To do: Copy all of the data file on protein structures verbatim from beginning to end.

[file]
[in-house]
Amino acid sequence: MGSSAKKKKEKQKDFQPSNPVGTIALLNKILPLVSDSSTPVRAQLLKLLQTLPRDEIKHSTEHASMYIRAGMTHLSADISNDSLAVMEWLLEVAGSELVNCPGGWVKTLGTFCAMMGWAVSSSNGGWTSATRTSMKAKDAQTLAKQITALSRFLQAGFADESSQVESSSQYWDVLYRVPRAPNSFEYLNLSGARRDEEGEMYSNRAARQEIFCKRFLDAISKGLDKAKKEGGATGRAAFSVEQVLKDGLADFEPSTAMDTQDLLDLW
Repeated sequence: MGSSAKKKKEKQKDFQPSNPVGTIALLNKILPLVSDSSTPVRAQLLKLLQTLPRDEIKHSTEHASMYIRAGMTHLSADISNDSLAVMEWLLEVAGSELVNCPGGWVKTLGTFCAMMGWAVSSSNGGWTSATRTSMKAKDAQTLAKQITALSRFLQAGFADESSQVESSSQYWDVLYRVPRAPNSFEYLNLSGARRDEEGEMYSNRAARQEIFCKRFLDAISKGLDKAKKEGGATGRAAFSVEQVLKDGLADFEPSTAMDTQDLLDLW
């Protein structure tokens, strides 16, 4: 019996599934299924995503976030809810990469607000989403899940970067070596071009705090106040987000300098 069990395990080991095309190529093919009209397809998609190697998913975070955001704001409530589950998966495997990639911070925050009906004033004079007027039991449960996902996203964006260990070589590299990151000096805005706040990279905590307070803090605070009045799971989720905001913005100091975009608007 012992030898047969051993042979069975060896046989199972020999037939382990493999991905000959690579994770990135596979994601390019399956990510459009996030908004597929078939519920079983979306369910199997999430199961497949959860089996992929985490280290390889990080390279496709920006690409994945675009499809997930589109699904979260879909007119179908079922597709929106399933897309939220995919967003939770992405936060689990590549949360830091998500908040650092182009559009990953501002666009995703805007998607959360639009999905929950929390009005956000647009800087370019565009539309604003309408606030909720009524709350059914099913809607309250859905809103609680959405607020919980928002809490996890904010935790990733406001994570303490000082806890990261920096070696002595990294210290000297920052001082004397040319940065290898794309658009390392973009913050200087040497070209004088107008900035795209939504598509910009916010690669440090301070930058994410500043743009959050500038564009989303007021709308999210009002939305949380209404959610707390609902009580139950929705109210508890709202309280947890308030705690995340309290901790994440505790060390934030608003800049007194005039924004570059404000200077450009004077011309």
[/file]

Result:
[in-house]
Amino acid sequence: MGSSAKKKKEKQKDFQPSNPVGTIALLNKILPLVSDSSTPVRAQLLKLLQTLPRDEIKHSTEHASMYIRAGMTHLSADISNDSLAVMEWLLEVAGSELVNCPGGWVKTLGTFCAMMGWAVSSSNGGWTSATRTSMKAKDAQTLAKQITALSRFLQAGFADESSQVESSSQYWDVLYRVPRAPNSFEYLNLSGARRDEEGEMYSNRAARQEIFCKRFLDAISKGLDKAKKEGGATGRAAFSVEQVLKDGLADFEPSTAMDTQDLLDLW
Repeated sequence: MGSSAKKKKEKQKDFQPSNPVGTIALLNKILPLVSDSSTPVRAQLLKLLQTLPRDEIKHSTEHASMYIRAGMTHLSADISNDSLAVMEWLLEVAGSELVNCPGGWVKTLGTFCAMMGWAVSSSNGGWTSATRTSMKAKDAQTLAKQITALSRFLQAGFADESSQVESSSQYWDVLYRVPRAPNSFEYLNLSGARRDEEGEMYSNRAARQEIFCKRFLDAISKGLDKAKKEGGATGRAAFSVEQVLKDGLADFEPSTAMDTQDLLDLW
């Protein structure tokens, strides 16, 4: 019996599934299924995503976030809810990469607000989403899940970067070596071009705090106040987000300098 069990395990080991095309190529093919009209397809998609190697998913975070955001704001409530589950998966495997990639911070925050009906004033004079007027039991449960996902996203964006260990070589590299990151000096805005706040990279905590307070803090605070009045799971989720905001913005100091975009608007 012992030898047969051993042979069975060896046989199972020999037939382990493999991905000959690579994770990135596979994601390019399956990510459009996030908004597929078939519920079983979306369910199997999430199961497949959860089996992929985490280290390889990080390279496709920006690409994945675009499809997930589109699904979260879909007119179908079922597709929106399933897309939220995919967003939770992405936060689990590549949360830091998500908040650092182009559009990953501002666009995703805007998607959360639009999905929950929390009005956000647009800087370019565009539309604003309408606030909720009524709350059914099913809607309250859905809103609680959405607020919980928002809490996890904010935790990733406001994570303490000082806890990261920096070696002595990294210290000297920052001082004397040319940065290898794309658009390392973009913050200087040497070209004088107008900035795209939504598509910009916010690669440090301070930058994410500043743009959050500038564009989303007021709308999210009002939305949380209404959610707390609902009580139950929705109210508890709202309280947890308030705690995340309290901790994440505790060390934030608003800049007194005039924004570059404000200077450009004077011309």